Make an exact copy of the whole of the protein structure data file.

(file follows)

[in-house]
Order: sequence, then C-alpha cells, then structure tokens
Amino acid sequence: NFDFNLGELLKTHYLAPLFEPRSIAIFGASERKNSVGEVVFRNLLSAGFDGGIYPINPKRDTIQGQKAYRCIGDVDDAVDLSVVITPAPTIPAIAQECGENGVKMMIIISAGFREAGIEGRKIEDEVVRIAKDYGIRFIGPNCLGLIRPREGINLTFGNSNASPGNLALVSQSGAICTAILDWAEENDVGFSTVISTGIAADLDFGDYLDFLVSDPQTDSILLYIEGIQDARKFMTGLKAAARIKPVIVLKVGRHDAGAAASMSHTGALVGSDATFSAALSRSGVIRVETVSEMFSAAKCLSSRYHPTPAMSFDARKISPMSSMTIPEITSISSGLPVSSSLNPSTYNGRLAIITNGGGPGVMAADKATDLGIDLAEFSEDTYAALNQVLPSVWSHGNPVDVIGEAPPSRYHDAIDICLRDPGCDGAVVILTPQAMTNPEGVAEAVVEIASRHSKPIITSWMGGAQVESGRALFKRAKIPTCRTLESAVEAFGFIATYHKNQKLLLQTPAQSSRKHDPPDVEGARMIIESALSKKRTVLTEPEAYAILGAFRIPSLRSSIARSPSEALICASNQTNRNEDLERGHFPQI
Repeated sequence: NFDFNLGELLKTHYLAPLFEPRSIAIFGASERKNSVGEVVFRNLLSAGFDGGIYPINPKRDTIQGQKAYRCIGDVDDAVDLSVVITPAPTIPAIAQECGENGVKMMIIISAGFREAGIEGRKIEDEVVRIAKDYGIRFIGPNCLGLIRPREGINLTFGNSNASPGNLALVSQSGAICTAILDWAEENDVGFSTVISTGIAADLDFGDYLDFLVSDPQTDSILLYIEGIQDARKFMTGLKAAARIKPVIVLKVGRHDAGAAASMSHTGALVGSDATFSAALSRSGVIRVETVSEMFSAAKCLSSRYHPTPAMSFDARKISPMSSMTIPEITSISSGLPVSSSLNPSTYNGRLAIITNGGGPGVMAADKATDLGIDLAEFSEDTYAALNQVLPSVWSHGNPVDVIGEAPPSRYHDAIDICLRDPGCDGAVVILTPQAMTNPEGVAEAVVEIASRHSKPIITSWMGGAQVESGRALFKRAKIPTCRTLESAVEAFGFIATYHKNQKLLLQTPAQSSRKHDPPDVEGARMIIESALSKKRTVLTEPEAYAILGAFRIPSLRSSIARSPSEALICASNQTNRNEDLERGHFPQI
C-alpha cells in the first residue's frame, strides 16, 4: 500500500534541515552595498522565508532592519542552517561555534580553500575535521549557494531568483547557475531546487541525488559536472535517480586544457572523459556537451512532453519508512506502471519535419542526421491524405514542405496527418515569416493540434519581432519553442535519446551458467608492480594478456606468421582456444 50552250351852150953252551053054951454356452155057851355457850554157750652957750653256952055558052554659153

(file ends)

[in-house]
Order: sequence, then C-alpha cells, then structure tokens
Amino acid sequence: NFDFNLGELLKTHYLAPLFEPRSIAIFGASERKNSVGEVVFRNLLSAGFDGGIYPINPKRDTIQGQKAYRCIGDVDDAVDLSVVITPAPTIPAIAQECGENGVKMMIIISAGFREAGIEGRKIEDEVVRIAKDYGIRFIGPNCLGLIRPREGINLTFGNSNASPGNLALVSQSGAICTAILDWAEENDVGFSTVISTGIAADLDFGDYLDFLVSDPQTDSILLYIEGIQDARKFMTGLKAAARIKPVIVLKVGRHDAGAAASMSHTGALVGSDATFSAALSRSGVIRVETVSEMFSAAKCLSSRYHPTPAMSFDARKISPMSSMTIPEITSISSGLPVSSSLNPSTYNGRLAIITNGGGPGVMAADKATDLGIDLAEFSEDTYAALNQVLPSVWSHGNPVDVIGEAPPSRYHDAIDICLRDPGCDGAVVILTPQAMTNPEGVAEAVVEIASRHSKPIITSWMGGAQVESGRALFKRAKIPTCRTLESAVEAFGFIATYHKNQKLLLQTPAQSSRKHDPPDVEGARMIIESALSKKRTVLTEPEAYAILGAFRIPSLRSSIARSPSEALICASNQTNRNEDLERGHFPQI
Repeated sequence: NFDFNLGELLKTHYLAPLFEPRSIAIFGASERKNSVGEVVFRNLLSAGFDGGIYPINPKRDTIQGQKAYRCIGDVDDAVDLSVVITPAPTIPAIAQECGENGVKMMIIISAGFREAGIEGRKIEDEVVRIAKDYGIRFIGPNCLGLIRPREGINLTFGNSNASPGNLALVSQSGAICTAILDWAEENDVGFSTVISTGIAADLDFGDYLDFLVSDPQTDSILLYIEGIQDARKFMTGLKAAARIKPVIVLKVGRHDAGAAASMSHTGALVGSDATFSAALSRSGVIRVETVSEMFSAAKCLSSRYHPTPAMSFDARKISPMSSMTIPEITSISSGLPVSSSLNPSTYNGRLAIITNGGGPGVMAADKATDLGIDLAEFSEDTYAALNQVLPSVWSHGNPVDVIGEAPPSRYHDAIDICLRDPGCDGAVVILTPQAMTNPEGVAEAVVEIASRHSKPIITSWMGGAQVESGRALFKRAKIPTCRTLESAVEAFGFIATYHKNQKLLLQTPAQSSRKHDPPDVEGARMIIESALSKKRTVLTEPEAYAILGAFRIPSLRSSIARSPSEALICASNQTNRNEDLERGHFPQI
C-alpha cells in the first residue's frame, strides 16, 4: 500500500534541515552595498522565508532592519542552517561555534580553500575535521549557494531568483547557475531546487541525488559536472535517480586544457572523459556537451512532453519508512506502471519535419542526421491524405514542405496527418515569416493540434519581432519553442535519446551458467608492480594478456606468421582456444 50552250351852150953252551053054951454356452155057851355457850554157750652957750653256952055558052554659153